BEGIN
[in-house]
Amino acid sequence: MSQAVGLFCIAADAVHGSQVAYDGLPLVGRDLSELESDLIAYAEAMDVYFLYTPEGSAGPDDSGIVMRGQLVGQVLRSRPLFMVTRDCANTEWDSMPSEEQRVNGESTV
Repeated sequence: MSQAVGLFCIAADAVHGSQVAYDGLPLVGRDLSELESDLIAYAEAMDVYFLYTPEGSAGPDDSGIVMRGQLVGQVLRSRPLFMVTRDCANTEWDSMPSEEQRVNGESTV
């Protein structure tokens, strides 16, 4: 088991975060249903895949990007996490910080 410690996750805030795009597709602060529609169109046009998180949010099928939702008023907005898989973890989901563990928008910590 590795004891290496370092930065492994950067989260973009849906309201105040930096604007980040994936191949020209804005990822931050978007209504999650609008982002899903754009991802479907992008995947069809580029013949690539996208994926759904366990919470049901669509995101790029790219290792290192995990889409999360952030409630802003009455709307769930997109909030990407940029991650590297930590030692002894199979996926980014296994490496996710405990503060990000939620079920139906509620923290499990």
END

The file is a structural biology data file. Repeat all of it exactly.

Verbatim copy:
[in-house]
Amino acid sequence: MSQAVGLFCIAADAVHGSQVAYDGLPLVGRDLSELESDLIAYAEAMDVYFLYTPEGSAGPDDSGIVMRGQLVGQVLRSRPLFMVTRDCANTEWDSMPSEEQRVNGESTV
Repeated sequence: MSQAVGLFCIAADAVHGSQVAYDGLPLVGRDLSELESDLIAYAEAMDVYFLYTPEGSAGPDDSGIVMRGQLVGQVLRSRPLFMVTRDCANTEWDSMPSEEQRVNGESTV
């Protein structure tokens, strides 16, 4: 088991975060249903895949990007996490910080 410690996750805030795009597709602060529609169109046009998180949010099928939702008023907005898989973890989901563990928008910590 590795004891290496370092930065492994950067989260973009849906309201105040930096604007980040994936191949020209804005990822931050978007209504999650609008982002899903754009991802479907992008995947069809580029013949690539996208994926759904366990919470049901669509995101790029790219290792290192995990889409999360952030409630802003009455709307769930997109909030990407940029991650590297930590030692002894199979996926980014296994490496996710405990503060990000939620079920139906509620923290499990």